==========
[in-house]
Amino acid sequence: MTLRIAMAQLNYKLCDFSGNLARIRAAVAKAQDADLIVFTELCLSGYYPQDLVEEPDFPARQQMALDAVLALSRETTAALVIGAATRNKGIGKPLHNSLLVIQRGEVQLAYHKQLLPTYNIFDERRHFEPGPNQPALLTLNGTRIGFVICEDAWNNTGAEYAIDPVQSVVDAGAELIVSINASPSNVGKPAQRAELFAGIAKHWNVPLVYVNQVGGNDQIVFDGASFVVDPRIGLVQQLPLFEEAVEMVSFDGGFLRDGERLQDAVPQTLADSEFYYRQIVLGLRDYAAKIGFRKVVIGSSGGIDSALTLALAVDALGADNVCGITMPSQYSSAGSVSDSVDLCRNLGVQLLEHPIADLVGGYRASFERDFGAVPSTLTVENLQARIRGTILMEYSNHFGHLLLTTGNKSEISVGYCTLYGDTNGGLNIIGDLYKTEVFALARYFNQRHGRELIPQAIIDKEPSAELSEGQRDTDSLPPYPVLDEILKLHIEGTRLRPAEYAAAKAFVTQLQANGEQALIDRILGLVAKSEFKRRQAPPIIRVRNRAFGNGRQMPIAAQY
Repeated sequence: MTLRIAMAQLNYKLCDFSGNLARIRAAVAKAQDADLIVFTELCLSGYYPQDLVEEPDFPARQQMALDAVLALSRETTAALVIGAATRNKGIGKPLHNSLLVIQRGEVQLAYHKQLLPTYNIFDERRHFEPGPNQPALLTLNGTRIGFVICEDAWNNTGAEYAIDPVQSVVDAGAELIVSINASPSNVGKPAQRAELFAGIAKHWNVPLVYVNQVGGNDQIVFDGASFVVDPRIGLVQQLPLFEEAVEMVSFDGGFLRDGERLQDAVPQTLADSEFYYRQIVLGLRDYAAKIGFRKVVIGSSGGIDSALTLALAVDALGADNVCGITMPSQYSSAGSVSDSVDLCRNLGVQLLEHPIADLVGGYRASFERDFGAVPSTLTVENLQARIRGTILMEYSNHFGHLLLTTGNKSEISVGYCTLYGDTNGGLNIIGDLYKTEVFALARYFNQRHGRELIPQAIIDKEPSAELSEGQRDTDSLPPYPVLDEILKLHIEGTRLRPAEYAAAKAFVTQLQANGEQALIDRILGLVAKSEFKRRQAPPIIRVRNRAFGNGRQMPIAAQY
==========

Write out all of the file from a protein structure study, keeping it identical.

[in-house]
Amino acid sequence: MTLRIAMAQLNYKLCDFSGNLARIRAAVAKAQDADLIVFTELCLSGYYPQDLVEEPDFPARQQMALDAVLALSRETTAALVIGAATRNKGIGKPLHNSLLVIQRGEVQLAYHKQLLPTYNIFDERRHFEPGPNQPALLTLNGTRIGFVICEDAWNNTGAEYAIDPVQSVVDAGAELIVSINASPSNVGKPAQRAELFAGIAKHWNVPLVYVNQVGGNDQIVFDGASFVVDPRIGLVQQLPLFEEAVEMVSFDGGFLRDGERLQDAVPQTLADSEFYYRQIVLGLRDYAAKIGFRKVVIGSSGGIDSALTLALAVDALGADNVCGITMPSQYSSAGSVSDSVDLCRNLGVQLLEHPIADLVGGYRASFERDFGAVPSTLTVENLQARIRGTILMEYSNHFGHLLLTTGNKSEISVGYCTLYGDTNGGLNIIGDLYKTEVFALARYFNQRHGRELIPQAIIDKEPSAELSEGQRDTDSLPPYPVLDEILKLHIEGTRLRPAEYAAAKAFVTQLQANGEQALIDRILGLVAKSEFKRRQAPPIIRVRNRAFGNGRQMPIAAQY
Repeated sequence: MTLRIAMAQLNYKLCDFSGNLARIRAAVAKAQDADLIVFTELCLSGYYPQDLVEEPDFPARQQMALDAVLALSRETTAALVIGAATRNKGIGKPLHNSLLVIQRGEVQLAYHKQLLPTYNIFDERRHFEPGPNQPALLTLNGTRIGFVICEDAWNNTGAEYAIDPVQSVVDAGAELIVSINASPSNVGKPAQRAELFAGIAKHWNVPLVYVNQVGGNDQIVFDGASFVVDPRIGLVQQLPLFEEAVEMVSFDGGFLRDGERLQDAVPQTLADSEFYYRQIVLGLRDYAAKIGFRKVVIGSSGGIDSALTLALAVDALGADNVCGITMPSQYSSAGSVSDSVDLCRNLGVQLLEHPIADLVGGYRASFERDFGAVPSTLTVENLQARIRGTILMEYSNHFGHLLLTTGNKSEISVGYCTLYGDTNGGLNIIGDLYKTEVFALARYFNQRHGRELIPQAIIDKEPSAELSEGQRDTDSLPPYPVLDEILKLHIEGTRLRPAEYAAAKAFVTQLQANGEQALIDRILGLVAKSEFKRRQAPPIIRVRNRAFGNGRQMPIAAQY